SPACs: Financial Conduct Authority Consults on Changes to UK Listing Regime

May 05, 2021

Key proposed changes to the UK listing regime include the removal of the presumption of suspension in trading in a SPAC’s shares when it announces a potential acquisition, subject to certain qualifying criteria being met.

The UK Financial Conduct Authority (FCA) opened its consultation on proposed changes to the UK Listing Rules for certain special purpose acquisition companies (SPACs) on April 30, 2021. The consultation launch follows the publication on March 3, 2021, of the results of the UK government’s UK Listing Review, chaired by Lord Jonathan Hill, which recommended changes to the listing regime to increase the attractiveness of UK listings for SPACs while developing market and investor safeguards.

In particular, the FCA’s consultation considers the proposed removal—for SPACs meeting certain criteria—of the existing presumption of suspension for a SPAC’s listed shares when it announces a potential acquisition. The goal is to increase investment opportunities by removing disproportionate barriers to listing for larger SPACs that have high levels of structural investor protections. The FCA believes that this will provide a more flexible regime and align more closely with other international markets. While the proposed changes would mean that investors in qualifying SPACs should be able to continue trading their shares after announcement of a proposed acquisition, the presumption of suspension would continue to apply to any SPACs not meeting the qualifying criteria.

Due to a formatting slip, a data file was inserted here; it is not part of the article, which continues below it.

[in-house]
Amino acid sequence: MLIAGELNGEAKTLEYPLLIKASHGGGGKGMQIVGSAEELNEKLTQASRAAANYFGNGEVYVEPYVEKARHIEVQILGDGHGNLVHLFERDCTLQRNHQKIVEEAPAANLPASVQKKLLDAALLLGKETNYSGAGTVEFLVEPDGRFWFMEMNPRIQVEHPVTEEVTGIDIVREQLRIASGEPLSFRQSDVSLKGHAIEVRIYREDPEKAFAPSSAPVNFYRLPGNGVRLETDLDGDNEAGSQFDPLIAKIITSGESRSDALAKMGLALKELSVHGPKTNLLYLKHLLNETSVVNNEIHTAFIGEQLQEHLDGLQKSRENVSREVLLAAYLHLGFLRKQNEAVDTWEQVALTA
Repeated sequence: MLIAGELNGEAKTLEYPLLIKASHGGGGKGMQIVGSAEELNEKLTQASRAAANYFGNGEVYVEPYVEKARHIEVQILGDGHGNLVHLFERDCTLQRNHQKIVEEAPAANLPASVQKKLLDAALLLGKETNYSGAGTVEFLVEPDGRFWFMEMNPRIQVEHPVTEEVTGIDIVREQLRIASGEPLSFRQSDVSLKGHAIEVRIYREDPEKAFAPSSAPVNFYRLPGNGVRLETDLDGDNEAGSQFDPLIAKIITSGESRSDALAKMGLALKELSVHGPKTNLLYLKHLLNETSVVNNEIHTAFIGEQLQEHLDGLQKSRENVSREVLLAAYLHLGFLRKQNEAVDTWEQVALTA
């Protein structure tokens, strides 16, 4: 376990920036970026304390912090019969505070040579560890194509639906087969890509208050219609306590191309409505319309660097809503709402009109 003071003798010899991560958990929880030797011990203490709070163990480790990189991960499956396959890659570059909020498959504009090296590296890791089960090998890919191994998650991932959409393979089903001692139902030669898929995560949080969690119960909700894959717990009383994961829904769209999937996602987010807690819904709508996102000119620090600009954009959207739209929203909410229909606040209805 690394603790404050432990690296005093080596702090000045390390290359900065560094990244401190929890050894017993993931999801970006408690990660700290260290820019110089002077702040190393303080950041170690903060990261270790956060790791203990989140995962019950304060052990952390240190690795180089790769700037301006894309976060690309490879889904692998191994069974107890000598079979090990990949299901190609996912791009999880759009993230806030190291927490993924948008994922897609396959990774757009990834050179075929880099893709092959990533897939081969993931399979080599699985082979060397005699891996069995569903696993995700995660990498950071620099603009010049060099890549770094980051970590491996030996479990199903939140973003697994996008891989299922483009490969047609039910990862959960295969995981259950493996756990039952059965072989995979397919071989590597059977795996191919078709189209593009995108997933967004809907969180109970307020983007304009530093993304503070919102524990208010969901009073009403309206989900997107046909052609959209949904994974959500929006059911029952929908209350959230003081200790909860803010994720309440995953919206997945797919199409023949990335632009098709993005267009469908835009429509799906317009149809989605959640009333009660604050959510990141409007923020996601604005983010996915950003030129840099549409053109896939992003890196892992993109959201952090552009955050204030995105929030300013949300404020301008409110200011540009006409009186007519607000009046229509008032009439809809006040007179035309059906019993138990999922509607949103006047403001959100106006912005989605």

Questions Subject to Consultation

The FCA aims to balance flexibility with investor protections when determining appropriate qualifying criteria, and seeks responses to 20 questions covering (among other matters) the following:

  • Size thresholds: Whether a minimum initial capital-raising threshold for SPACs is an appropriate criterion (and, if so, what the threshold should be—the FCA proposes the raising of aggregate cash proceeds of at least £200 million (approx. $278 million)).
  • Ring-fencing proceeds: Whether proceeds (less any specified amount for SPAC running costs) should be ring-fenced by the SPAC for use in funding an acquisition, redemption, or repayment event.
  • Time limits: Whether time limits on SPAC operations are appropriate (the FCA proposes a requirement that SPACs should find and acquire a target within two years of admission to listing, with a possible 12-month extension).
  • Board approvals: Whether board approval should be required for a proposed acquisition and, if so, whether interested or conflicted directors should be excluded from votes (e.g., where directors are conflicted as a result of the SPAC’s allocation of shares to founders and directors).
  • Shareholder approvals: Whether shareholder approval should be required for a proposed acquisition, and whether SPAC sponsors should be excluded from votes.
  • Reasonableness statement: Whether a “fair and reasonable” statement should be published to shareholders based on advice from an appropriately qualified and independent adviser and, if so, whether this should be required for all transactions or only those where any of the SPAC’s directors have a conflict of interest.